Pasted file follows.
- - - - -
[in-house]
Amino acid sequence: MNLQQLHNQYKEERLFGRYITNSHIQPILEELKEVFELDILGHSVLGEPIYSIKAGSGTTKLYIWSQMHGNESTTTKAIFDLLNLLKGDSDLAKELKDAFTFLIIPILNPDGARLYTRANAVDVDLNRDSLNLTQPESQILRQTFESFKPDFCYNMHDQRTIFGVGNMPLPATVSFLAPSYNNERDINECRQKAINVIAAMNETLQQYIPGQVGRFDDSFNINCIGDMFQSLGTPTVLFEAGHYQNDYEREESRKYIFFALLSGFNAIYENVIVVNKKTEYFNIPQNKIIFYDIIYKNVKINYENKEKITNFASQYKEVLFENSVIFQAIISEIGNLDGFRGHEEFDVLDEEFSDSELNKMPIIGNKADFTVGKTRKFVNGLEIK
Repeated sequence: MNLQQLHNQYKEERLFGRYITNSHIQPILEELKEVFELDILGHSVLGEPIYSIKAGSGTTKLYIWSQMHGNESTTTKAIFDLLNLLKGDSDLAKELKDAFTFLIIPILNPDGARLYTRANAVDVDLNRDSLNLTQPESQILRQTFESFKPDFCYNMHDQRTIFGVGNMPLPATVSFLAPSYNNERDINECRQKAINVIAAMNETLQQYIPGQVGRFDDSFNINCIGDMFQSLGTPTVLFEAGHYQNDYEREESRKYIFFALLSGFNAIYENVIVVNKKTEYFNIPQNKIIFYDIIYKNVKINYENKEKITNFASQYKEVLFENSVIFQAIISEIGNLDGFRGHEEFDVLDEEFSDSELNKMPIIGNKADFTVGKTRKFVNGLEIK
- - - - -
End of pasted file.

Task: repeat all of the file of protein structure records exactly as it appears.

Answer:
[in-house]
Amino acid sequence: MNLQQLHNQYKEERLFGRYITNSHIQPILEELKEVFELDILGHSVLGEPIYSIKAGSGTTKLYIWSQMHGNESTTTKAIFDLLNLLKGDSDLAKELKDAFTFLIIPILNPDGARLYTRANAVDVDLNRDSLNLTQPESQILRQTFESFKPDFCYNMHDQRTIFGVGNMPLPATVSFLAPSYNNERDINECRQKAINVIAAMNETLQQYIPGQVGRFDDSFNINCIGDMFQSLGTPTVLFEAGHYQNDYEREESRKYIFFALLSGFNAIYENVIVVNKKTEYFNIPQNKIIFYDIIYKNVKINYENKEKITNFASQYKEVLFENSVIFQAIISEIGNLDGFRGHEEFDVLDEEFSDSELNKMPIIGNKADFTVGKTRKFVNGLEIK
Repeated sequence: MNLQQLHNQYKEERLFGRYITNSHIQPILEELKEVFELDILGHSVLGEPIYSIKAGSGTTKLYIWSQMHGNESTTTKAIFDLLNLLKGDSDLAKELKDAFTFLIIPILNPDGARLYTRANAVDVDLNRDSLNLTQPESQILRQTFESFKPDFCYNMHDQRTIFGVGNMPLPATVSFLAPSYNNERDINECRQKAINVIAAMNETLQQYIPGQVGRFDDSFNINCIGDMFQSLGTPTVLFEAGHYQNDYEREESRKYIFFALLSGFNAIYENVIVVNKKTEYFNIPQNKIIFYDIIYKNVKINYENKEKITNFASQYKEVLFENSVIFQAIISEIGNLDGFRGHEEFDVLDEEFSDSELNKMPIIGNKADFTVGKTRKFVNGLEIK